Home / Markets / Corona fear in India higher than in West, lower than in other parts of Asia

The fear around coronavirus is higher in India than most Western countries, but less so compared to other Asian countries. And within India, it is millennials who appear more fearful compared to other age-groups, shows a Mint analysis of a large-scale global survey conducted by market research firm YouGov.

Among the millennials in India, women said they were more scared of the virus than men. Across genders, those belonging to the GenZ generation (post-millennial adults) were less scared than millennials. Even older generations (Gen X and older), who are more vulnerable to covid-19 than millennials, were less afraid of the virus and the disease it causes than millennials.

In India, 62 percent of respondents on an average said they were scared of contracting the virus. This is lower than figures elsewhere in the continent, barring Singapore, which reported slightly lower numbers. However, this figure is higher than that in most Western countries. Even though case counts and fatalities have been relatively higher in Europe and the US compared to most Asian peers, the fear of the virus appears to be lower there than in most Asian countries.

The analysis is based on a global YouGov survey that started with eight Asia-Pacific countries in early February, and was scaled up to cover 26 countries by mid-March. Over the past few weeks, at least a thousand respondents were interviewed each week in each of the 26 countries. In all these countries, the survey has run for at least five weeks, and offers a window into people’s reactions to the spread of the virus and the measures taken to contain it.

In India, the survey has run for seven weeks and solicited the views of 7,383 respondents. Given that the survey was conducted online in a country with low rural internet penetration, it only attempted to cover urban Indians.

In most countries, fear levels rose in response to the mounting case count and government efforts to contain the pandemic over the past few weeks. As schools and offices shut down, government responses ranging from mobility restrictions to complete lockdown may have accentuated fears, suggests the data. A higher proportion of respondents reported moderate to high degree of fear of contracting the virus in the week after their respective countries announced such restrictions.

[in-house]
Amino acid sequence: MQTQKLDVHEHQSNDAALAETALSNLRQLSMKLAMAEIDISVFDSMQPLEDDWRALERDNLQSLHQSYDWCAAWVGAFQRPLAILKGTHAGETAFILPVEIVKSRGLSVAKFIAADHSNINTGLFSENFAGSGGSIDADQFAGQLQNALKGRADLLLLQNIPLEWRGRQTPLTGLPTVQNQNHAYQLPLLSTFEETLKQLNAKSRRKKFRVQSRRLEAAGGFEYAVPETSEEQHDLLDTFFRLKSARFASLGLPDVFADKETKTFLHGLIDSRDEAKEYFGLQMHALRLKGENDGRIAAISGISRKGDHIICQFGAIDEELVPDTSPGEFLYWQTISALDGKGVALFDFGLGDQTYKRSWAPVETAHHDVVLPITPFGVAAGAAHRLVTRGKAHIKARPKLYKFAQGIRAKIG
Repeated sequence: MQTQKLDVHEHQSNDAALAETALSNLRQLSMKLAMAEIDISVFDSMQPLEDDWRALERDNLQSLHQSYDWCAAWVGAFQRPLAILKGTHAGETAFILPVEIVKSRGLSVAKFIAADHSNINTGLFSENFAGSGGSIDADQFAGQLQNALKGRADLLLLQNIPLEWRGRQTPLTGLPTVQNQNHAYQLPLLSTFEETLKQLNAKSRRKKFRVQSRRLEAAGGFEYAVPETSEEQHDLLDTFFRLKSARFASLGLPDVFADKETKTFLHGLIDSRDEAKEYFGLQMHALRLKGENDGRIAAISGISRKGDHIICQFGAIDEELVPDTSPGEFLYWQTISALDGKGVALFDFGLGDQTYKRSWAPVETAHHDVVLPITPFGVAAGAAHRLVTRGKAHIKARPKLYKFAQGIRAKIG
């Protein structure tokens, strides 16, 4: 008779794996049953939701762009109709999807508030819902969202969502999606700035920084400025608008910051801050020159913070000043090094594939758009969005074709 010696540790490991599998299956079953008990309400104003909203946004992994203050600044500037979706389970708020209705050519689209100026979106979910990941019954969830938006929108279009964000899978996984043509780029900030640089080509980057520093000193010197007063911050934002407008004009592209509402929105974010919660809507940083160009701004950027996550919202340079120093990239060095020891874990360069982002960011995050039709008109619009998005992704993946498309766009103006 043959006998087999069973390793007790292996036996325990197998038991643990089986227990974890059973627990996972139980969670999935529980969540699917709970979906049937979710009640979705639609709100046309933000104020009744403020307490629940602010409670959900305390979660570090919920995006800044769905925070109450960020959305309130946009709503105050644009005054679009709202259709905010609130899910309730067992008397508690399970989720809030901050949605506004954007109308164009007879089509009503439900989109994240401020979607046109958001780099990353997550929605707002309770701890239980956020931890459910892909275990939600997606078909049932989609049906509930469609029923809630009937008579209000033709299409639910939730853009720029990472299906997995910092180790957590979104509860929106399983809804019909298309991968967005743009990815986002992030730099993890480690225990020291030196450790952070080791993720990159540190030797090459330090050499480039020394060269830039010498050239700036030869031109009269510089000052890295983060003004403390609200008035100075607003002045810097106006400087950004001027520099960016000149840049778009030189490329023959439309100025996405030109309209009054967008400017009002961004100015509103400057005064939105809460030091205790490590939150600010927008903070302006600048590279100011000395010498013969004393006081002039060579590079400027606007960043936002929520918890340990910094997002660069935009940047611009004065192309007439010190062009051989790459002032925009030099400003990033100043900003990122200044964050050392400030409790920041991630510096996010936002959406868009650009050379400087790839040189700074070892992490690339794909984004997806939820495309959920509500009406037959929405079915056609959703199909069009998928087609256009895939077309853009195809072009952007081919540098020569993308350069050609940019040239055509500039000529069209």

The jump in fear levels is particularly stark for countries such as France, Australia and the UK, where the proportion reporting high levels of fear nearly doubled after lockdown measures were introduced.

The lockdown measures also bred fears about access to different amenities. In India, more people were worried about the availability of essentials (food items, medicines, etc.) than they have been about falling sick. 37 percent of respondents expressed such fears, 25 percent were worried about access to health services, 22 percent about their mental health, 20 percent about losing jobs, and an additional 16 percent were worried about pay cuts.

As in the case of fearfulness regarding the virus, respondents in Asian countries reported taking more precautions (such as avoiding public places and wearing face masks) compared to Western peers. On most parameters, Indians ranked close to the median. But in case of personal hygiene (washing hands, using sanitizers), Indians were relatively less cautious. Other than the Chinese and the Thai, Indians were most cautious about the consumption of raw meat.

Indians less cautious about hygiene than most other countries
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Indians less cautious about hygiene than most other countries

Indian respondents also rated government actions to contain the pandemic more favourably compared to their peers elsewhere. A cross-country comparison of government approval ratings from the YouGov poll with the lockdown stringency index developed by the Blavatnik School of Government at Oxford University suggests that approval ratings are higher in countries with more stringent restrictions.

More than 80 percent respondents in Vietnam, India, and Denmark approved their government’s response to handling covid-19. They also had very high scores on the stringency index (94 and above, on a scale of 0-100) developed by the Oxford team.

Even though lockdown measures may have been described as authoritarian in many countries, leaders across countries may simply be reacting to public opinion on covid-19, or at least to the opinions of those among the public who are connected to the web, and can make their views known to the wider world.

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